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Do you work for the EEOC?  Have you experienced reverse discrimination at the agency?  Tell your story to a national news publication!  Click EEOC Interview for further details.  (Posted 09/27/99).

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A Note about the EEOC
          Supporters of reverse discrimination* (preferential treatment, or racial preferences) like to talk about the fact that non-minorities file very few complaints with EEOC.  They like to imply that "everything must be OK with the non-minorities because they don't file complaints with EEOC."  Next:
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          Research suggests otherwise:   Almost 20% (about 1 out of 5) discrimination complaints with the EEOC are filed by non-minority federal workers!   Non-minorities do have a great many actionable complaints, but  EEOC will never hear about them unless the non-minorities file complaints!  By all means, file a complaint if you feel you have grounds! 

          According to the Federal Times (11/24/97), at the end of fiscal 1996, white federal employees had filed 11,295 complaints with the EEOC, while blacks had filed 9,339 race-based complaints.

See also EEOC Racial Testers do NOT Have Legal Standing (9-30-98)
See also New EEOC Director Ida L. Castro (12-12-98)

Straight from the EEOC's Mouth:

   " Title VII of the Civil Rights Act protects individuals against employment discrimination on the basis of race and color as well as national origin, sex, or religion."    (Even if you happen to be a non-minority!)

    " It is unlawful to discriminate against any employee or applicant for employment because of his/her race or color in regard to hiring, termination, promotion, compensation, job training, or any other term, condition, or privilege of employment."

    "Requesting pre-employment information which discloses or tends to disclose an applicant's race suggests that race will be unlawfully used as a basis for hiring."

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    It doesn't do you or your fellow victims any good to just grumble to your friends and co-workers about discrimination you experience on the job!  Not only for your sake but for the sake of others in your situation, file a complaint if you believe you have grounds.  Even if you don't obtain a decision in your favor, you will have helped pave the way for the next person and the next person after that who needs to file a complaint.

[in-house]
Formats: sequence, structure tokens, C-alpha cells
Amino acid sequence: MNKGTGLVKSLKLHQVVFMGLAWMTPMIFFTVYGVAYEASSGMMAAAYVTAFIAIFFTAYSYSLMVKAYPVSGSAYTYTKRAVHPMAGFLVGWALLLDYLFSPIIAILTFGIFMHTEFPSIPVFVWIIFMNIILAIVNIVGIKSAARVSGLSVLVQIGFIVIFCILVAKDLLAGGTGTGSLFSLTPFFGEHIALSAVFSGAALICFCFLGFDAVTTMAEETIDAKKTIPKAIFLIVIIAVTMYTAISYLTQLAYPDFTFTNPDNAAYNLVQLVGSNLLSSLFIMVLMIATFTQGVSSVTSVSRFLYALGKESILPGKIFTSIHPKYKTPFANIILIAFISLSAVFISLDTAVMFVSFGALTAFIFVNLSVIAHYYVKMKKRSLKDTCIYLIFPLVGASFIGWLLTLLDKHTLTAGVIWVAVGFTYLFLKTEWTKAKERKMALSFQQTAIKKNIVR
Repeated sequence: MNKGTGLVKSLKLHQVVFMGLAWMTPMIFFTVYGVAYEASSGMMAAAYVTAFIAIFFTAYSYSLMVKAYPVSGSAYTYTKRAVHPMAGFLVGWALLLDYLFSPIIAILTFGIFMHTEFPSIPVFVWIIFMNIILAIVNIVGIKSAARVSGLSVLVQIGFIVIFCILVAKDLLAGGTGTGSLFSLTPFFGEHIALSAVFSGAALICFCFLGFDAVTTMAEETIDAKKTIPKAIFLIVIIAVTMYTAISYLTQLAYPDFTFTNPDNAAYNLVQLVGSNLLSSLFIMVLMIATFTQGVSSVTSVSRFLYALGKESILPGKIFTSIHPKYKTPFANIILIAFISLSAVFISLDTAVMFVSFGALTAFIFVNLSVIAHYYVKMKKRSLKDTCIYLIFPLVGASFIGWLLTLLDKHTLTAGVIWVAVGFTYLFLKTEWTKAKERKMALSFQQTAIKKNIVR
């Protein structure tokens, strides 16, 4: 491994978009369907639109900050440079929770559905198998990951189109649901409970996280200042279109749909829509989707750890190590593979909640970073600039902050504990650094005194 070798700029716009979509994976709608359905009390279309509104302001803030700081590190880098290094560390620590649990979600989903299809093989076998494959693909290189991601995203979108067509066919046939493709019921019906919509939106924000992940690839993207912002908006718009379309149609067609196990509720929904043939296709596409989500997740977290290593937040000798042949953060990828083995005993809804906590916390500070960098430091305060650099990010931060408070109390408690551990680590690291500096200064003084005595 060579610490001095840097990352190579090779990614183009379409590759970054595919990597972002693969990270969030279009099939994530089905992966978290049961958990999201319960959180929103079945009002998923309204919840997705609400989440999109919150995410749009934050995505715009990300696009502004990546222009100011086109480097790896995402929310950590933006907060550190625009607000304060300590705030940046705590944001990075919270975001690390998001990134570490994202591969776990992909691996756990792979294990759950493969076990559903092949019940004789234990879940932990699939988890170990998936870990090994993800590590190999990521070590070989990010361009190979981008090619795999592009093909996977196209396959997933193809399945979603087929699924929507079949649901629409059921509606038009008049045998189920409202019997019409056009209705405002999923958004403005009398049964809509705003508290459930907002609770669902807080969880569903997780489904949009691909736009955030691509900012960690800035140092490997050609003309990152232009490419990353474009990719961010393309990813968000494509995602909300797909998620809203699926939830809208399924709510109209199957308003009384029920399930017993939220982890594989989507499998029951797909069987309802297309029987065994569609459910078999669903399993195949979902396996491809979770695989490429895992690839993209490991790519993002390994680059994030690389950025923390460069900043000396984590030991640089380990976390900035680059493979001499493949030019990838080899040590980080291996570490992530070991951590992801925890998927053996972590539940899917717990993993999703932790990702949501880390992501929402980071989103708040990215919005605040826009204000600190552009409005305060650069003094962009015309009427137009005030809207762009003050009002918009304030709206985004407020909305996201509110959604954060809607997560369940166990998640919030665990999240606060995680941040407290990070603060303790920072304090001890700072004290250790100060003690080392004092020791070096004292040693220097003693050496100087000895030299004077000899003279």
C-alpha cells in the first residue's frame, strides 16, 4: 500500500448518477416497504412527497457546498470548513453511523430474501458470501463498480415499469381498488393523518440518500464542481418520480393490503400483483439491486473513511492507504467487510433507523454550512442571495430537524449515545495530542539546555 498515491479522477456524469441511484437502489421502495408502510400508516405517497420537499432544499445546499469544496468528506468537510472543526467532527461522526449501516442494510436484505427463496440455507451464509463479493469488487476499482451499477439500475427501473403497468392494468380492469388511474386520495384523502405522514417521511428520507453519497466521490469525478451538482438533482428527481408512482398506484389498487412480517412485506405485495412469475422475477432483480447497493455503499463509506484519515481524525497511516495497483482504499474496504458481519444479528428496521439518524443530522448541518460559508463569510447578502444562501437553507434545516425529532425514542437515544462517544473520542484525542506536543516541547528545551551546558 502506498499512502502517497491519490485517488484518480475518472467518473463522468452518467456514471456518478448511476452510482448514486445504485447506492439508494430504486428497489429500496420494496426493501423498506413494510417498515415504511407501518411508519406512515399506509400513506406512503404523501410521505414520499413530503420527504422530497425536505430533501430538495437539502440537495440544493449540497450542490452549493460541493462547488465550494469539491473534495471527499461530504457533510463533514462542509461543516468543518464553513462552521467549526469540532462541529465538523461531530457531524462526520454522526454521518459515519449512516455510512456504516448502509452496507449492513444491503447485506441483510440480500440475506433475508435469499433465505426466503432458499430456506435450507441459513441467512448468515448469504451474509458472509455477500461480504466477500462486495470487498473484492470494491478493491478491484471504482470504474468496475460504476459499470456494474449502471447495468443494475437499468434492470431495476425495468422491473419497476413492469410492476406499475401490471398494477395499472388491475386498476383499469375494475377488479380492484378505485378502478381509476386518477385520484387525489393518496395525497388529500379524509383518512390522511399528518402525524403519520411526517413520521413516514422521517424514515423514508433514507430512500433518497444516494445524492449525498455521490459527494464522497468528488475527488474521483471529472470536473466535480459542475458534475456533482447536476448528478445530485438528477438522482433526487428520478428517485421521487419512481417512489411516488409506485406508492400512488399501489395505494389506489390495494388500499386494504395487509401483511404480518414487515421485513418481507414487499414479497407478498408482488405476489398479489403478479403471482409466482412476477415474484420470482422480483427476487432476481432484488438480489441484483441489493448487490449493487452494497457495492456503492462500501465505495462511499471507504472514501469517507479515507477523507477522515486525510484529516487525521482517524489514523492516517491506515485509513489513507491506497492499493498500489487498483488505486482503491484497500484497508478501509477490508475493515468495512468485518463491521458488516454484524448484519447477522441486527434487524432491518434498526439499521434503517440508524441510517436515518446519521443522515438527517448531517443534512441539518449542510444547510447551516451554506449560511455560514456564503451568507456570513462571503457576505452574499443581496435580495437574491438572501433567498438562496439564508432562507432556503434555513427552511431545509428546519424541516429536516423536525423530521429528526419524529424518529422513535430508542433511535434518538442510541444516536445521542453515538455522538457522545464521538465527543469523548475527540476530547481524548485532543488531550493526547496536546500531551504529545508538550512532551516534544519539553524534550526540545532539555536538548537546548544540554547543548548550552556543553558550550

Filing a Charge:

           If you believe you have been discriminated against by an employer, labor union or employment agency when applying for a job or while on the job because of your race, color, sex, religion, national origin, age, or disability, or believe that you have been discriminated against because you oppose an unconstitutional practice (such as reverse discrimination*), you may file a charge of discrimination with the U.S. Equal Employment Opportunity Commission (EEOC).

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           Charges may be filed in person, by mail or by telephone by contacting the nearest EEOC office.  If there is not an EEOC office in the immediate area, call toll free 800-669-4000 or 800-669-6820 (TDD) for more information.  To avoid delay, call or write beforehand if you need special assistance, such as an interpreter, to file a charge.

How to File a Charge: Read EEOC's guidelines at:
http://www.eeoc.gov/facts/howtofil.html
Federal Employees: See EEOC's fact sheet on Federal Sector Equal Employment Opportunity Complaint Processing at:
http://www.eeoc.gov/facts/fs-fed.html
EEOC Field Offices: To find the EEOC field office nearest you, visit EEOC's directory at:
http://www.eeoc.gov/teledir.html
Finding a Lawyer: Visit Adversity.Net's Legal Help page.

 

Do you work for the EEOC?  Have you experienced reverse discrimination?  Do non-minorities at EEOC receive unfair treatment?  Click EEOC Interview for info on telling your story to the national press.

Also See The "D" Word Discussion

 

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Copyright 2002 Adversity.Net, Inc., an IRS 501(c)(3) tax-exempt educational organization.  For problems or questions regarding this web contact editor@adversity.net    Last updated: September 29, 1999.

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*  We use the term reverse discrimination reluctantly and only because it is so widely understood.  In our opinion there really is only one kind of discrimination.